The Discovery program has also proved problematic for de Blasio, in part because it is open to all low-income students — something that is not equivalent to black or Hispanic in New York City. The de Blasio administration has already tripled the program’s size since taking office, but its share of black and Latino students has also shrunk.

A lot of questions about the plan remain unanswered. It’s not clear whether the 20 percent of set-aside seats will be spread across the eight schools evenly, for one, or whether some schools like Stuyvesant will have fewer seats earmarked for Discovery. De Blasio doesn’t explain exactly how an admissions system reliant on middle-school grades and standardized test scores would work.

It’s also unclear how the mayor plans to push against opposition from alumni groups and parents who may worry that changing the admissions rules will lower academic standards, though his rhetoric was sharp in the op-ed.

“Anyone who tells you this is somehow going to lower the standard at these schools is buying into a false and damaging narrative,” de Blasio wrote. “It’s a narrative that traps students in a grossly unfair environment, asks them to live with the consequences, and actually blames them for it.”

So far, de Blasio’s incremental steps to boost diversity at specialized high schools have made little change to the overall student body — and therefore garnered little pushback.

It’s unclear whether the lackluster results caused him to switch strategies. More recently, de Blasio has also been under pressure to address school segregation in the city as a whole.

He may also have been pushed by his new schools chancellor, who has been outspoken on the subject since taking the helm of the school system about two months ago. Chancellor Richard Carranza has been talking about the issue since his very first media interview, and has repeatedly hinted that he is interested in changing their admissions process.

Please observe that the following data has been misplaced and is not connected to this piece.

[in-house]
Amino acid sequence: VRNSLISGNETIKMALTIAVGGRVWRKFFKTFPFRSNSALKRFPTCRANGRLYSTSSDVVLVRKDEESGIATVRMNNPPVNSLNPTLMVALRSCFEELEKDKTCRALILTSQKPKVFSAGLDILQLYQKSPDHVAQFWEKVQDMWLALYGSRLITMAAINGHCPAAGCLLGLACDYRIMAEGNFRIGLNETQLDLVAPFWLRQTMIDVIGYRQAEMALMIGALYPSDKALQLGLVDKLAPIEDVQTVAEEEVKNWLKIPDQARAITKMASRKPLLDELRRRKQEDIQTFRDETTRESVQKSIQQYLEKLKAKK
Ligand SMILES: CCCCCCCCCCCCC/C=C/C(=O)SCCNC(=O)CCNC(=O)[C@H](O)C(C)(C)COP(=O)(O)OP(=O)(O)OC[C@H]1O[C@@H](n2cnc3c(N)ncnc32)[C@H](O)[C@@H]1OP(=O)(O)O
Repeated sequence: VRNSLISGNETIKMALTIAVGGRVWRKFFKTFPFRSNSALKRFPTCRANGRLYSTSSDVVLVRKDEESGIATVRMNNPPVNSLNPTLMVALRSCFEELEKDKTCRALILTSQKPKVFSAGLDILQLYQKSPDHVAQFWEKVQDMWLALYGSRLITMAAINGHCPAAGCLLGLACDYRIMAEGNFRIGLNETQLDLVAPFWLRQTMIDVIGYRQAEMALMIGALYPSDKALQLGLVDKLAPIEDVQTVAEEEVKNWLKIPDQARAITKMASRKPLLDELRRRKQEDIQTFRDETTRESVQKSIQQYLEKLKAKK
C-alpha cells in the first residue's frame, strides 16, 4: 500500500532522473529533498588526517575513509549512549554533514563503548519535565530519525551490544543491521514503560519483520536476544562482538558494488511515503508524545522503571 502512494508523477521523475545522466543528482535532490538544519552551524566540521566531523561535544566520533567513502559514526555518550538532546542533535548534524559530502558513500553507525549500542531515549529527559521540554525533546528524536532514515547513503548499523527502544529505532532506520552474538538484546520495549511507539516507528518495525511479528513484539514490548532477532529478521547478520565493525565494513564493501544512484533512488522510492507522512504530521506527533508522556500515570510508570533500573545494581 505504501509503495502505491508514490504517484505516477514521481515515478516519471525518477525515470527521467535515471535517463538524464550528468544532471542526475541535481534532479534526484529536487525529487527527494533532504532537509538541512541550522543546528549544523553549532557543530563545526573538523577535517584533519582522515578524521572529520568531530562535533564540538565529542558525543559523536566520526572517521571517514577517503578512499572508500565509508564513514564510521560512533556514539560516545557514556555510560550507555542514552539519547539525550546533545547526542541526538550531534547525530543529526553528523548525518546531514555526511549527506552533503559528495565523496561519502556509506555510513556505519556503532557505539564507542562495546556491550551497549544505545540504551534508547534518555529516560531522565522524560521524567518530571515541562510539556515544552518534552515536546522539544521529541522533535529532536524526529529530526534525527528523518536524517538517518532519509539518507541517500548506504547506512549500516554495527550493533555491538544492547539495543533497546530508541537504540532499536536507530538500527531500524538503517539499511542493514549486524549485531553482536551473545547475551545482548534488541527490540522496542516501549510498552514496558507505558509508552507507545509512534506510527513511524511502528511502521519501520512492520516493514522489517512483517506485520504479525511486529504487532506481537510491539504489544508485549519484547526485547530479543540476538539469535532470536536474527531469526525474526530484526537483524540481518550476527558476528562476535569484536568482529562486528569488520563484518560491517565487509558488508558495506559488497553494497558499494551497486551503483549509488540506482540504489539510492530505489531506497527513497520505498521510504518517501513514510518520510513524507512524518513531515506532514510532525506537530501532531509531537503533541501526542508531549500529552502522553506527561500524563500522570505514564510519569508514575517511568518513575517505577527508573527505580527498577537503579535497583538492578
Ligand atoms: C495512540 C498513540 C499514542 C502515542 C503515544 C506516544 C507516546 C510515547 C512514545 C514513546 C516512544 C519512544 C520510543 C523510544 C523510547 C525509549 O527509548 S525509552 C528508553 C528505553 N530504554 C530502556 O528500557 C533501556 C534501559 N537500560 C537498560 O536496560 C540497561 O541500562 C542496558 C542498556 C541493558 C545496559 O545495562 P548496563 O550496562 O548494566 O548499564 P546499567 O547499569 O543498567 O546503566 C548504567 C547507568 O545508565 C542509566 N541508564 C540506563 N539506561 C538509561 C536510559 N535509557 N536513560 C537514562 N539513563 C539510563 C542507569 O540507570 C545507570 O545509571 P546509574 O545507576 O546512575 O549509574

“From my perspective it’s not OK to have a public school in a city as diverse… and that you have only 10 African-American students in a high school,” Carranza said in April. “So I’m looking at that, absolutely.”

sorting the students

Mayor Bill de Blasio: Our specialized schools have a diversity problem. Let’s fix it.

PHOTO: Mayoral Photography Office
Mayor Bill de Blasio hosts a town hall in Brooklyn in October.

I visit schools across this city and it never fails to energize me. The talent out there is outstanding. The students overflow with promise. But many of the smart kids I meet aren’t getting in to our city’s most prestigious high schools. In fact, they’re being locked out.

The problem is clear. Eight of our most renowned high schools – including Stuyvesant High School, Bronx High School of Science and Brooklyn Technical High School – rely on a single, high-stakes exam. The Specialized High School Admissions Test isn’t just flawed – it’s a roadblock to justice, progress and academic excellence.

If we want this to be the fairest big city in America, we need to scrap the SHSAT and start over.

Let’s select students for our top public high schools in a manner that best reflects the talent these students have, and the reality of who lives in New York City. Let’s have top-flight public high schools that are fair and represent the highest academic standards.

Right now, we are living with monumental injustice. The prestigious high schools make 5,000 admissions offers to incoming ninth-graders. Yet, this year just 172 black students and 298 Latino students received offers. This happened in a city where two out of every three eighth-graders in our public schools are Latino or black.

There’s also a geographic problem. There are almost 600 middle schools citywide. Yet, half the students admitted to the specialized high schools last year came from just 21 of those schools. For a perfect illustration of disparity: Just 14 percent of students at Bronx Science come from the Bronx.